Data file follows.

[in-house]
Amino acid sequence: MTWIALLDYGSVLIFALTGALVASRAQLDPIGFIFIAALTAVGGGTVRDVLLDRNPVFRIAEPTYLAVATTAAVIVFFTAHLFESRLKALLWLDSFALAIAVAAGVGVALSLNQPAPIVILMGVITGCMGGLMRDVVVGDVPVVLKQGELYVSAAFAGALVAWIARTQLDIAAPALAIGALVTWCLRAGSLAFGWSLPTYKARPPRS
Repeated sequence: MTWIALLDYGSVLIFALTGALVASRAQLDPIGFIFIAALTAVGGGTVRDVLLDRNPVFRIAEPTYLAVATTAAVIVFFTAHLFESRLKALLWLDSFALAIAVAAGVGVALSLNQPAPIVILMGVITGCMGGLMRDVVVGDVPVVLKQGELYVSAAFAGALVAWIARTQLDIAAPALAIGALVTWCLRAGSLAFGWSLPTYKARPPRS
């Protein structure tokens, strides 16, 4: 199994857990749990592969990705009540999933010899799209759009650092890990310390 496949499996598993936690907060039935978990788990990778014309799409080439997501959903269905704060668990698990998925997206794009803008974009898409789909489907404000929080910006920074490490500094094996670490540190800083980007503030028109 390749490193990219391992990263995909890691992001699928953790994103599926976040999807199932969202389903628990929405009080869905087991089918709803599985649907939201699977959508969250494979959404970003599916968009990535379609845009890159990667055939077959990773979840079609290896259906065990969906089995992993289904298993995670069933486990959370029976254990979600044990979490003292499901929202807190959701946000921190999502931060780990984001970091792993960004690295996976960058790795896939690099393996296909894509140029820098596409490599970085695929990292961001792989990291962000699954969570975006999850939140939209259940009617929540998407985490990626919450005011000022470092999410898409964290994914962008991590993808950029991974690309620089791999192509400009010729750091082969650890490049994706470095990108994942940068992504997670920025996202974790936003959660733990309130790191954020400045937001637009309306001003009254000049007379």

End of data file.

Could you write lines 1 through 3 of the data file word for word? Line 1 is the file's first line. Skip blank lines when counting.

[in-house]
Amino acid sequence: MTWIALLDYGSVLIFALTGALVASRAQLDPIGFIFIAALTAVGGGTVRDVLLDRNPVFRIAEPTYLAVATTAAVIVFFTAHLFESRLKALLWLDSFALAIAVAAGVGVALSLNQPAPIVILMGVITGCMGGLMRDVVVGDVPVVLKQGELYVSAAFAGALVAWIARTQLDIAAPALAIGALVTWCLRAGSLAFGWSLPTYKARPPRS
Repeated sequence: MTWIALLDYGSVLIFALTGALVASRAQLDPIGFIFIAALTAVGGGTVRDVLLDRNPVFRIAEPTYLAVATTAAVIVFFTAHLFESRLKALLWLDSFALAIAVAAGVGVALSLNQPAPIVILMGVITGCMGGLMRDVVVGDVPVVLKQGELYVSAAFAGALVAWIARTQLDIAAPALAIGALVTWCLRAGSLAFGWSLPTYKARPPRS